Recently, we started video blogging. In our first video series, "Discover How To Begin a Code of Conduct Revision," Eric, our principal consultant and host of Compliance Beat, takes you through the five questions that you should answer before you begin a code of conduct revision. In Part 1, Eric talk ou through the first question that you need to ask: What's out there? Watch Part 1 and subscribe to our new YouTube Channel.
Just a few years ago, Europe was considered behind the United States in compliance and ethics. That is not the case today. Eric looks at three hot topics in compliance and ethics in Europe as he prepares to leave for the Society of Corporate Compliance and Ethics European Compliance & Ethics Institute in Prague this week.
In some areas, European compliance and ethics standards are exceeding the United States’ standards. In recent years, regulators in Spain, France, and other countries have consistently recognized the importance of compliance and ethics programs. In the context of anti-corruption, the United Kingdom’s Anti-Bribery Act, the Brazilian Clean Companies Act, and other efforts to curb corruption, Europe has leapfrogged the Foreign Corrupt Practices Act, which used to be the primary legal mechanism internationally for fighting corruption. For instance, the UK Anti-Bribery Act is clearly a newer law than the FCPA and expands coverage. This leads to the questions: Will Europe become the new leader in defining what makes an effective compliance and ethics program?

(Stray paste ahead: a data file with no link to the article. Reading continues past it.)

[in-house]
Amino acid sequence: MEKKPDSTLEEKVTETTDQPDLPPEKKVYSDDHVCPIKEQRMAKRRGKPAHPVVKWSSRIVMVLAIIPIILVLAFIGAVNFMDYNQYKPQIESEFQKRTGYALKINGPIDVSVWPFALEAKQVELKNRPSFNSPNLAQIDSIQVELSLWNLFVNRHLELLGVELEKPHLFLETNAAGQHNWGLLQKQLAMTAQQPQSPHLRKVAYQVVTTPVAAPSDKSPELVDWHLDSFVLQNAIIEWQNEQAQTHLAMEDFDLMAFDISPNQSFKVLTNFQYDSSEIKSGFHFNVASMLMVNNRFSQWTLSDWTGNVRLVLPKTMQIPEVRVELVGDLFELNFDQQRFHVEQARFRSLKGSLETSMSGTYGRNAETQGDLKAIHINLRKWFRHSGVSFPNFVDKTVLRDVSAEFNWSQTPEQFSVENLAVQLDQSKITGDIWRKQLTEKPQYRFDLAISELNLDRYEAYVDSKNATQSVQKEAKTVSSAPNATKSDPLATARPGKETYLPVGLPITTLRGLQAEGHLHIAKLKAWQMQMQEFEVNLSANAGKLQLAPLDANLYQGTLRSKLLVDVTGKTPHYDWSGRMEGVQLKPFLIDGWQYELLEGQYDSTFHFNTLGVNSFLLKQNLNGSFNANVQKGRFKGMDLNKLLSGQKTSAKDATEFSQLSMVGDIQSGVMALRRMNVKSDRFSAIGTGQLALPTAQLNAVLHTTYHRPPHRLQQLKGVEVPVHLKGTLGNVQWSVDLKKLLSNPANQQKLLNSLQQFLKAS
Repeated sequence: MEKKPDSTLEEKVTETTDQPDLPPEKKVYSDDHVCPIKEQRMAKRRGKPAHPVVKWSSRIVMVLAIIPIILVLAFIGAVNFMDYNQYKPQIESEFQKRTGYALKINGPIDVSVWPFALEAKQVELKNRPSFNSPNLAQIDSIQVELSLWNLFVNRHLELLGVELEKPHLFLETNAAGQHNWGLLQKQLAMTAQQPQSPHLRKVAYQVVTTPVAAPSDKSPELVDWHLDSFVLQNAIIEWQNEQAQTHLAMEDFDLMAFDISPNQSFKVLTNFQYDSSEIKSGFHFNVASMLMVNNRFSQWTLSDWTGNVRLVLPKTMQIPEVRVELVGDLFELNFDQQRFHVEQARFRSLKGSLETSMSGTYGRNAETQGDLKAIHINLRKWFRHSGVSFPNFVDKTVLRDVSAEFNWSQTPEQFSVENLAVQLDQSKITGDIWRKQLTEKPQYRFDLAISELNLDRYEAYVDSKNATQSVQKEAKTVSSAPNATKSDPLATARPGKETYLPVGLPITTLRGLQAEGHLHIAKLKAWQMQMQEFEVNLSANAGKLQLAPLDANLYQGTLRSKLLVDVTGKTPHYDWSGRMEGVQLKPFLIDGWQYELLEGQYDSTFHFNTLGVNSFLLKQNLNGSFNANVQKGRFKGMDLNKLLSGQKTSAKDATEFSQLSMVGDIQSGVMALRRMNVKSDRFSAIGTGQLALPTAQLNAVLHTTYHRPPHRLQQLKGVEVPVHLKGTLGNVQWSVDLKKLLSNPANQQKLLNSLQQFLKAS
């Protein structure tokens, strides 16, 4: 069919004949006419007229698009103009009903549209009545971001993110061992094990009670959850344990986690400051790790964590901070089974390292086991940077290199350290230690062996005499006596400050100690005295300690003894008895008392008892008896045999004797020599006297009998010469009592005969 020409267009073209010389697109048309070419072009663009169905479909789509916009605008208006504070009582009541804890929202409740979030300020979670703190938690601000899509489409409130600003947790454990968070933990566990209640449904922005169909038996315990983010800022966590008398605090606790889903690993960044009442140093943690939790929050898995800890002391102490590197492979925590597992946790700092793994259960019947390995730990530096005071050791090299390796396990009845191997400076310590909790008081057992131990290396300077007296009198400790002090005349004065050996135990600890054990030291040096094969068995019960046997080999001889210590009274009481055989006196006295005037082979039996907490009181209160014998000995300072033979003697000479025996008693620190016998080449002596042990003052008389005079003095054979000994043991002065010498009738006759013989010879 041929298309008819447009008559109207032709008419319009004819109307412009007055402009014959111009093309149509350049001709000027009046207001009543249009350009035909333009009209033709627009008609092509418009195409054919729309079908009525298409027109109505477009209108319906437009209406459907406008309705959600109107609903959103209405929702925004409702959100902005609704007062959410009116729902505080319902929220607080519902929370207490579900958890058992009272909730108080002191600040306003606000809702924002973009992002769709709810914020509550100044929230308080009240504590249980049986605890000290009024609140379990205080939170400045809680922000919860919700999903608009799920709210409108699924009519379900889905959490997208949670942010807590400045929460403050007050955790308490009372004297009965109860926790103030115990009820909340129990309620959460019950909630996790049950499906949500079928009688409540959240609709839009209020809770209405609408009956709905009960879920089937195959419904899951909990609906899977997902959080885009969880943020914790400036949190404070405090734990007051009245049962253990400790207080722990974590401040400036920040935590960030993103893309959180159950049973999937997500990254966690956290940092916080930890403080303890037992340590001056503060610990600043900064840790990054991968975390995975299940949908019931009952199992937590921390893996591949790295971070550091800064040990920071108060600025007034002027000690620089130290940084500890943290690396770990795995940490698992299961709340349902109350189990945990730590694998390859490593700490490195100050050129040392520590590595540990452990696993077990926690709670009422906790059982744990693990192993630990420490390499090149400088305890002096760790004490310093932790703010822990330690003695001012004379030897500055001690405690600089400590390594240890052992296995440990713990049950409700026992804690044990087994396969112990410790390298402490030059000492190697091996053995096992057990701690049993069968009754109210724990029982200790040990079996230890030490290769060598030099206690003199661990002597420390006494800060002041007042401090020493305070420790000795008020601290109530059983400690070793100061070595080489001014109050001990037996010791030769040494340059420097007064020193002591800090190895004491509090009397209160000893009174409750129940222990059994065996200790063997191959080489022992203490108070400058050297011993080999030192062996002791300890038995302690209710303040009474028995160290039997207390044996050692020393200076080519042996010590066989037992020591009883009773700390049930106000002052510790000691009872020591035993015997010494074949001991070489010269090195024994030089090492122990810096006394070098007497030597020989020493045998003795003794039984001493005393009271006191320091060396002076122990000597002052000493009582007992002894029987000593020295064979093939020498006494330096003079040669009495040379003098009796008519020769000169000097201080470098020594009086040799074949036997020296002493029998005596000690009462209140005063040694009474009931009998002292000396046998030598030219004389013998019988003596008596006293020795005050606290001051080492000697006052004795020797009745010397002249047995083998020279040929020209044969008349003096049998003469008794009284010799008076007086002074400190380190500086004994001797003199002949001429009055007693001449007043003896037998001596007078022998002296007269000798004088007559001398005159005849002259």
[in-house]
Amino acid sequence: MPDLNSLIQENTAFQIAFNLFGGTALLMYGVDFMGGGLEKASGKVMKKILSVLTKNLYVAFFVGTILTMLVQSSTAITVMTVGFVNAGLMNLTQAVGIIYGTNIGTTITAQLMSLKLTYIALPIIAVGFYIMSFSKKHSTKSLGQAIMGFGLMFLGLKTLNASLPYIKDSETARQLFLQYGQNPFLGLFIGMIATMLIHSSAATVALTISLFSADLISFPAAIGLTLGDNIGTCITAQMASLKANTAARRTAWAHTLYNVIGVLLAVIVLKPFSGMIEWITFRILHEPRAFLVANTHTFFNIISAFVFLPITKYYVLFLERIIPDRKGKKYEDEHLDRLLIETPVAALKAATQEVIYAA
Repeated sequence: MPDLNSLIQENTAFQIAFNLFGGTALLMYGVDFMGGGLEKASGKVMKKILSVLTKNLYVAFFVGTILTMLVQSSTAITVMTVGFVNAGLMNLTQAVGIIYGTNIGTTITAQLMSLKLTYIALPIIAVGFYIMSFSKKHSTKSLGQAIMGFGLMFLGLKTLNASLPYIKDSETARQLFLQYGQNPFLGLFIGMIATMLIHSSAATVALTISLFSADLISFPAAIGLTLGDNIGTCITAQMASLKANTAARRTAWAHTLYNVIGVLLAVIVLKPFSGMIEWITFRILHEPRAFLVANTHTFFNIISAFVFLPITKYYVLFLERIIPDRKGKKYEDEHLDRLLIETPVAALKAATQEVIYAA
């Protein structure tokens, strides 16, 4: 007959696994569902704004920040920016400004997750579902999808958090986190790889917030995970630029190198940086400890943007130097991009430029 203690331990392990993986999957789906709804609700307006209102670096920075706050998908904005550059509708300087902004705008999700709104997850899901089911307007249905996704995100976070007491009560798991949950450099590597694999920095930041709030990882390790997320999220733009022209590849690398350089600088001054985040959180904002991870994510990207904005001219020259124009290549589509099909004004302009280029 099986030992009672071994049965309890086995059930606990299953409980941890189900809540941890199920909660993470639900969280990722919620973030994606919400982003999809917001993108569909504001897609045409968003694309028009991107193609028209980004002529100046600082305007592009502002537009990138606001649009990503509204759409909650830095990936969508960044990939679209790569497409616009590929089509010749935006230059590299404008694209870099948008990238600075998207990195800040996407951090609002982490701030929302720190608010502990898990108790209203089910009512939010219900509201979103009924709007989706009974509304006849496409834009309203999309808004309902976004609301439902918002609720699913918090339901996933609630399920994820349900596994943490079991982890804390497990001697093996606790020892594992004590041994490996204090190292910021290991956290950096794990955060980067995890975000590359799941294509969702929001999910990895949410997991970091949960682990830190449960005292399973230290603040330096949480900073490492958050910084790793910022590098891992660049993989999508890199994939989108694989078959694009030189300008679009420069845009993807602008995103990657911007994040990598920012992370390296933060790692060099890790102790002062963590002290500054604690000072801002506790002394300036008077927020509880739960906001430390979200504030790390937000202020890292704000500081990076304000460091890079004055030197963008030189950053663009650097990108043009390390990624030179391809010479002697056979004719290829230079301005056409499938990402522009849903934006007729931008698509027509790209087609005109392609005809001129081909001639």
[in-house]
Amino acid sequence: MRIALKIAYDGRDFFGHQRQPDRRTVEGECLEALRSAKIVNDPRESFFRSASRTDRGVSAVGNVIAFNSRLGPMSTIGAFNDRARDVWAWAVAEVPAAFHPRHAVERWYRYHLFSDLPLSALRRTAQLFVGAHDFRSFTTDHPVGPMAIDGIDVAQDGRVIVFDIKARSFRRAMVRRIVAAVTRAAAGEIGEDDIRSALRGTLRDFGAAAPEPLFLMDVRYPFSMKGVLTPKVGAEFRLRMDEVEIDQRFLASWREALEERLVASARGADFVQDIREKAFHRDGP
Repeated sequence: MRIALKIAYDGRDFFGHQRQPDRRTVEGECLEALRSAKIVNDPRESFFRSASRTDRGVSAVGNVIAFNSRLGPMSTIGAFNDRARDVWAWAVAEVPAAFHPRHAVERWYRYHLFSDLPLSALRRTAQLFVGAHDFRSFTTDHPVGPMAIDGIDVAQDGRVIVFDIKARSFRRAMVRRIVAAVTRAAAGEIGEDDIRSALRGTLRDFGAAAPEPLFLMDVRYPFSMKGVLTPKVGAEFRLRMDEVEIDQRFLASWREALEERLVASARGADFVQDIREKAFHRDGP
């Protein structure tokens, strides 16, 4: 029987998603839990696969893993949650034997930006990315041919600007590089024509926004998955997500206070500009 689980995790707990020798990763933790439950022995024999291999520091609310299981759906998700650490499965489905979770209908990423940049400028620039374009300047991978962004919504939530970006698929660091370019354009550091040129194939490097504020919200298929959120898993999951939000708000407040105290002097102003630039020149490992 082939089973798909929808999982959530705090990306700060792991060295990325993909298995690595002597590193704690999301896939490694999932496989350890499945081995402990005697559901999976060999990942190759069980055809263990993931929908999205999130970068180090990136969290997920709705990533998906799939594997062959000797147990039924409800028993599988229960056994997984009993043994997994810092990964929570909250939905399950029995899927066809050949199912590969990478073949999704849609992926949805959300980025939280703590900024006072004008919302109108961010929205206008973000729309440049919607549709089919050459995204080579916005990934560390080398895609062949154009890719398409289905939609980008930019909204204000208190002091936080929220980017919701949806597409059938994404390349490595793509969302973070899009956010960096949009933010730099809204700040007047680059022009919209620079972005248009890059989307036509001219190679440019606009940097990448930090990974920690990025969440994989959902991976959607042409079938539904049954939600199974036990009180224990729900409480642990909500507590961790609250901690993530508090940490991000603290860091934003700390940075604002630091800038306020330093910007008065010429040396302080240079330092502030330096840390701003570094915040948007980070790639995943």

There are a number of similarities between what is happening in Europe and the United States. Compliance professionals all over the world are focusing on corporate culture, measuring employees through surveys, and addressing issues like retaliation and observed misconduct. The notion that Europe is behind in compliance and ethics is not accurate anymore. We are now on the same page.
As much as we see similarities, there continue to be significant differences, particularly in data security. European Union's General Data Protection Regulation (GDPR) will go into effect in spring of 2018. This year is the last year to come into compliance with the GDRP. Organizations need to look carefully and determine whether they have any exposure under the GDRP because there are no safe harbor provisions.
Last week, BSR, a global nonprofit organization that works with its network of more than 250 member companies and other partners to build a just and sustainable world, released a new report on The Five Levels of an Ethical Culture: How to Build and Sustain Organizations with Integrity. Happy, motivated, and ethical employees are the foundation of a positive organizational culture. However, creating a strong culture means knowing how to influence effectively complex systems of human interaction. The intersection between our social, legal, and economic systems and behavioral sciences is what makes the study of corporate culture and compliance fascinating.
This working paper breaks down the five levels of an ethical culture at which an organization should build an ethical culture: individual, intrapersonal, group, intergroup, and inter-organizational. It makes the important point that in order to build a strong culture, an organization must focus on building culture. This means making sure that the core organizational values are reflected in interactions and decision-making at every level of the organizations.
It's worth your time to sit down and read this report.